1.38 Two national rounds of stakeholder consultation meetings, forums and roundtables were conducted. In addition, the ALRC developed consultation strategies for engaging with Indigenous peoples, those from CALD backgrounds, people with disability and people who identify themselves as LGBTI. The ALRC conducted 110 consultations, as listed in Appendix 2.
1.39 The ALRC received 165 submissions, a full list of which is included in Appendix 1. Submissions were received from a wide range of people and agencies, including: individuals; academics; lawyers; unions; employer organisations; community legal centres; law societies; women’s centres and legal services; single parents groups; social workers; Indigenous legal and other services; government agencies; peak bodies; tribunals; the Office of the Australian Information Commissioner; the Commonwealth Ombudsman; and the Australian Human Rights Commission.
1.40 The ALRC acknowledges the contribution of all those who participated in the Inquiry consultation rounds and the considerable amount of work involved in preparing submissions, which can have a significant impact in organisations with limited funding. It is the invaluable work of participants that enriches the whole consultative process of ALRC inquiries and the ALRC records its deep appreciation for this contribution.
1.41 In addition to the contribution of expertise by way of consultations and submissions, specific expertise is also obtained in ALRC inquiries through the establishment of its Advisory Committees, Panels, Roundtables and the appointment by the Attorney-General of part-time Commissioners. Because of the complex nature of this Inquiry, the ALRC established Advisory Roundtables of experts in each of the key areas reviewed, each of which is listed at the front of this publication.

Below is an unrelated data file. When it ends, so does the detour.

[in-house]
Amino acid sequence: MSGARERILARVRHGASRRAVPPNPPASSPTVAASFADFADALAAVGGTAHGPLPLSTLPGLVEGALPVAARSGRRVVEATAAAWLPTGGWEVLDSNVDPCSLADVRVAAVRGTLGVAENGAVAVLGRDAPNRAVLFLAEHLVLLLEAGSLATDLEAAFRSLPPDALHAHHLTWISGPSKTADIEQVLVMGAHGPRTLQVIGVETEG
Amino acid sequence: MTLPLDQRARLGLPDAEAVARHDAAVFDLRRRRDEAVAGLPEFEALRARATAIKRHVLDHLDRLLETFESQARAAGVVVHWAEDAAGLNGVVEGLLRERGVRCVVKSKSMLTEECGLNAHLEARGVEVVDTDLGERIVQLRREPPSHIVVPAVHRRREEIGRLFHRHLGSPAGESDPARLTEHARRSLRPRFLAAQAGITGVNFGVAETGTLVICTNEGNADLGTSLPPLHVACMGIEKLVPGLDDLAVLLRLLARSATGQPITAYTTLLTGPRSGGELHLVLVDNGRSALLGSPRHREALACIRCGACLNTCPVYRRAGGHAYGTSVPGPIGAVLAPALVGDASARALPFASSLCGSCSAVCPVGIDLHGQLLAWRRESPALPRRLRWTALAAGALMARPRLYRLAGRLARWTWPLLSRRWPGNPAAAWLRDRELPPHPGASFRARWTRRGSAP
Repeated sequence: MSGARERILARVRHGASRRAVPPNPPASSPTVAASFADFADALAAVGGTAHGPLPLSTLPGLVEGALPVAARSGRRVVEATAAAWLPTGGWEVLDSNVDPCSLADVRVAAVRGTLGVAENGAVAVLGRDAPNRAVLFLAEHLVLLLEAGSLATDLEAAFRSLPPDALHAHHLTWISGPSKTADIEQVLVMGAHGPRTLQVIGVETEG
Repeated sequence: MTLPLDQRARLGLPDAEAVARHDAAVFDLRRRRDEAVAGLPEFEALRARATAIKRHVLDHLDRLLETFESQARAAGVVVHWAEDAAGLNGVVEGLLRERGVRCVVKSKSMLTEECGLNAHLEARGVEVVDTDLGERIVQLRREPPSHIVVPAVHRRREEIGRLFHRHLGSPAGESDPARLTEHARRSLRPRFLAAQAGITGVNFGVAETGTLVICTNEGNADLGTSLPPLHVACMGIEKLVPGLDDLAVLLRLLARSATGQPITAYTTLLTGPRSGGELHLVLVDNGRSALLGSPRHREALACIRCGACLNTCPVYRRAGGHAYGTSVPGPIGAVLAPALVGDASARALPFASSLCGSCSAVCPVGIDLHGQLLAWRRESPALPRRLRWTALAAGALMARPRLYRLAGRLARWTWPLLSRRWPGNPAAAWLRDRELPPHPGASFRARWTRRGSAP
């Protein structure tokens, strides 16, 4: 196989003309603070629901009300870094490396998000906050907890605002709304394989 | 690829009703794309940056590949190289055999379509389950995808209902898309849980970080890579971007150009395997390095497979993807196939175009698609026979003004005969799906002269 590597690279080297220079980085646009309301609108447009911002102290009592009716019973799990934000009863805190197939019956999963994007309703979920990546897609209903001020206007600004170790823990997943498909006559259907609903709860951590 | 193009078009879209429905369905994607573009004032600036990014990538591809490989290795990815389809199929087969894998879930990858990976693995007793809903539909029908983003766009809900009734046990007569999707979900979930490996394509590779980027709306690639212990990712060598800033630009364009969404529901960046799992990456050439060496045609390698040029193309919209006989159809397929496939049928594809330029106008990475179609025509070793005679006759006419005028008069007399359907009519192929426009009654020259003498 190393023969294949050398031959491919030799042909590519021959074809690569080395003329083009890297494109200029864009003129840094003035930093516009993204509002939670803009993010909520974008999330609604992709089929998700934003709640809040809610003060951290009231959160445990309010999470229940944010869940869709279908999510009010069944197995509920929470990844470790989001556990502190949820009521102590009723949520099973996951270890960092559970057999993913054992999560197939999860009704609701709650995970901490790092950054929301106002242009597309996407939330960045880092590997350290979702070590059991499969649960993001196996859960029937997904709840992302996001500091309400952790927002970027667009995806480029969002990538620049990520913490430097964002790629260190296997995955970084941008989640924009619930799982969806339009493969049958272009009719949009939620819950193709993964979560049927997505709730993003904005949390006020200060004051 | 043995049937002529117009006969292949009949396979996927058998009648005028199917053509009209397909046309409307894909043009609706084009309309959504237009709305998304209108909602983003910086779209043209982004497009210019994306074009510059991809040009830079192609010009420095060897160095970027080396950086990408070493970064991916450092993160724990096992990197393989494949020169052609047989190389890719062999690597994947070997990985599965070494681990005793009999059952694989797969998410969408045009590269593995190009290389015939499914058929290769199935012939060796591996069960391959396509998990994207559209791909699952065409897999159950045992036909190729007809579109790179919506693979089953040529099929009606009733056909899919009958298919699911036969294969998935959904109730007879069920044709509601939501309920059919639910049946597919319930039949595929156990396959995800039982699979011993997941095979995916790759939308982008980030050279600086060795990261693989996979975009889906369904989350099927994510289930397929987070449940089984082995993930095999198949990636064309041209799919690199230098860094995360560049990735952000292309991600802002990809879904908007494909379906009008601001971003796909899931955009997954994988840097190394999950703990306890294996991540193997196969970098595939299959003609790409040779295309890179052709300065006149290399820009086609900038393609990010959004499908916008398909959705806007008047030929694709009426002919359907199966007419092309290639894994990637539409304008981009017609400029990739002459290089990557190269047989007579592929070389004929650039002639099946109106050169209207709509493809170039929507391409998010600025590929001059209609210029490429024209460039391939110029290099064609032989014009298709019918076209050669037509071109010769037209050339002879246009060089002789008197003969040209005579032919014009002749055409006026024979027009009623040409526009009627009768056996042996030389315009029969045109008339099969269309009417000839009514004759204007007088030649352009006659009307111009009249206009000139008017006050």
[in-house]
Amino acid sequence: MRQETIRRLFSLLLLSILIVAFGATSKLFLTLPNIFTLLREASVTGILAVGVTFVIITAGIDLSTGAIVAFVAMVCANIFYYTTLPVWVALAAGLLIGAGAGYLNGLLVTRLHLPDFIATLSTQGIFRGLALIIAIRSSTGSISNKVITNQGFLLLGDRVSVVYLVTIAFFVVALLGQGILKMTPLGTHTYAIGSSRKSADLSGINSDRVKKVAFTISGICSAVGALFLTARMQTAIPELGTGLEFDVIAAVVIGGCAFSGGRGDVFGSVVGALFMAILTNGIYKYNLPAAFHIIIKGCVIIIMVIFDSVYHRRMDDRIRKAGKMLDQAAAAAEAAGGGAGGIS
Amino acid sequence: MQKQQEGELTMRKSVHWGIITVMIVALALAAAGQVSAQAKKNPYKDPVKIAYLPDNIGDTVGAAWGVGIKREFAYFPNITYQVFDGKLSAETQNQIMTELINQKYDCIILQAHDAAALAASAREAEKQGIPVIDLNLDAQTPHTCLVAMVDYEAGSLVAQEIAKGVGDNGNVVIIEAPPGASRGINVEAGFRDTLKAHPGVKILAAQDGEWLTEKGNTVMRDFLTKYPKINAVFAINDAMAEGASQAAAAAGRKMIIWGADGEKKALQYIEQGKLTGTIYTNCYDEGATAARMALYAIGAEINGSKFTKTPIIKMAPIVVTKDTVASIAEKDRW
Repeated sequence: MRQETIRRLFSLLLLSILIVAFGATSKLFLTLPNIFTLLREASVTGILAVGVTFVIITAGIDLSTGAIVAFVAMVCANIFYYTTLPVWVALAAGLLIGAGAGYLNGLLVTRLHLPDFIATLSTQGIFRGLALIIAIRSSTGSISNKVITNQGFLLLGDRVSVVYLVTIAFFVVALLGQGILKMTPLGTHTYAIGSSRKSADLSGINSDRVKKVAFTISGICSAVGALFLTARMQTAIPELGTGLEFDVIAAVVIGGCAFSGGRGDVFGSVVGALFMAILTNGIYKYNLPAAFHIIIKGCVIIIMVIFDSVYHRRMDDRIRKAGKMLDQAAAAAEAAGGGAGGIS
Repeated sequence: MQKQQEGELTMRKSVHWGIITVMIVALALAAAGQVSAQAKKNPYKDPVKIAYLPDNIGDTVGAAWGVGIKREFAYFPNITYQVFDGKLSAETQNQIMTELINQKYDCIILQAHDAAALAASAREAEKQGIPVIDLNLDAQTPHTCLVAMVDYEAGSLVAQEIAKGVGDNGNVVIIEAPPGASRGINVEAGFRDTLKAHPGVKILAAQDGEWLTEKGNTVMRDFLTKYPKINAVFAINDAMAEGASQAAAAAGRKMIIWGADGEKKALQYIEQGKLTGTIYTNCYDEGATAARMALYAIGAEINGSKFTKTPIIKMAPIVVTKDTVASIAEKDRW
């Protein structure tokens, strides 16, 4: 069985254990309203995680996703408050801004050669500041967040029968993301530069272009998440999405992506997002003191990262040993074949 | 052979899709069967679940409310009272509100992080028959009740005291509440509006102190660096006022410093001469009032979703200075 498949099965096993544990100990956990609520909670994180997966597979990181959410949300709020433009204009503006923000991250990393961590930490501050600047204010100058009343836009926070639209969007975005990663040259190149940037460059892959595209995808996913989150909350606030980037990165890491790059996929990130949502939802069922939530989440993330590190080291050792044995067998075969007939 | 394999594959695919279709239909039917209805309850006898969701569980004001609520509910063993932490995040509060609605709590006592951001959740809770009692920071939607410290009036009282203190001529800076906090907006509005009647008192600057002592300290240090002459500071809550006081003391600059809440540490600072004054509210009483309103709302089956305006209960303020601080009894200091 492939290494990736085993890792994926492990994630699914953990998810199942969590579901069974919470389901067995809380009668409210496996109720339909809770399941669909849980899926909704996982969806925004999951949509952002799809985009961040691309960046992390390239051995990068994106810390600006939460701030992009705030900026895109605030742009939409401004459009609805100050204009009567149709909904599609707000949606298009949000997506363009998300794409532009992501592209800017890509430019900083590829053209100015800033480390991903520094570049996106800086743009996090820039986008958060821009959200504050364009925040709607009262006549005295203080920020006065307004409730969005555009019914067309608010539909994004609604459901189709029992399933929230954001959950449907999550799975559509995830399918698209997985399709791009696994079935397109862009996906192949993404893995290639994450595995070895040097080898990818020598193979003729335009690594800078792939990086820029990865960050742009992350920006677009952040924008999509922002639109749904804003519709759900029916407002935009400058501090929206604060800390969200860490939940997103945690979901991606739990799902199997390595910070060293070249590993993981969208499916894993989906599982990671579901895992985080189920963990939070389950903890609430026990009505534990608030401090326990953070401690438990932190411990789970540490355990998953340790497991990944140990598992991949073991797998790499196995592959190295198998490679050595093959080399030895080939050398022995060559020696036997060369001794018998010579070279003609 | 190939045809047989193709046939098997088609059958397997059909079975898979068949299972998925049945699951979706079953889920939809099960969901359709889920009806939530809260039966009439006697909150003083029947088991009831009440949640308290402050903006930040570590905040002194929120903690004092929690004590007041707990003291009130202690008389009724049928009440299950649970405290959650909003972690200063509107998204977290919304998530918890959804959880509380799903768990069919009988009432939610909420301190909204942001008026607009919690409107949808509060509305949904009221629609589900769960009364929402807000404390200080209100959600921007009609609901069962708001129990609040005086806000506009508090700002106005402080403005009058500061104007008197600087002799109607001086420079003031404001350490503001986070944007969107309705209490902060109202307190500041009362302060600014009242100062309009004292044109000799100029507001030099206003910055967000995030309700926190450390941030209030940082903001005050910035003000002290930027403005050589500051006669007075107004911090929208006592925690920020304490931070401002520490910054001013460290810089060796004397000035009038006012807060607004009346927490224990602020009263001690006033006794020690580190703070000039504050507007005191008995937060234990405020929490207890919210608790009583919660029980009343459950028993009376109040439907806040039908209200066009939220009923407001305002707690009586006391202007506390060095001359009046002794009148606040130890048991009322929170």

1.42 The ALRC was also able to call upon the expertise and experience of its two standing part-time Commissioners, both judges of the Federal Court: the Hon Justice Susan Kenny and the Hon Justice Berna Collier.
1.43 While the ultimate responsibility in each inquiry remains with the Commissioners of the ALRC, the establishment of a panel of experts as an Advisory Committee, Panel or Roundtable is an invaluable aspect of ALRC inquiries—assisting in the identification of key issues, providing quality assurance in the research and consultation effort, and assisting with the development of reform proposals.
 B Opeskin, ‘Measuring Success’ in B Opeskin and D Weisbrot (eds), The Promise of Law Reform (2005), 202.
Australian Law Reform Commission Act 1996 (Cth) s 38.
 Australian Law Reform Commission, Family Violence and Commonwealth Laws—Employment and Superannuation Law, Issues Paper 36 (2011).
 Australian Law Reform Commission, Family Violence and Commonwealth Laws—Immigration Law, Issues Paper 37 (2011).
 Australian Law Reform Commission, Family Violence and Commonwealth Laws—Child Support and Family Assistance, Issues Paper 38 (2011).
 Australian Law Reform Commission, Family Violence and Commonwealth Laws—Social Security Law, Issues Paper 39 (2011).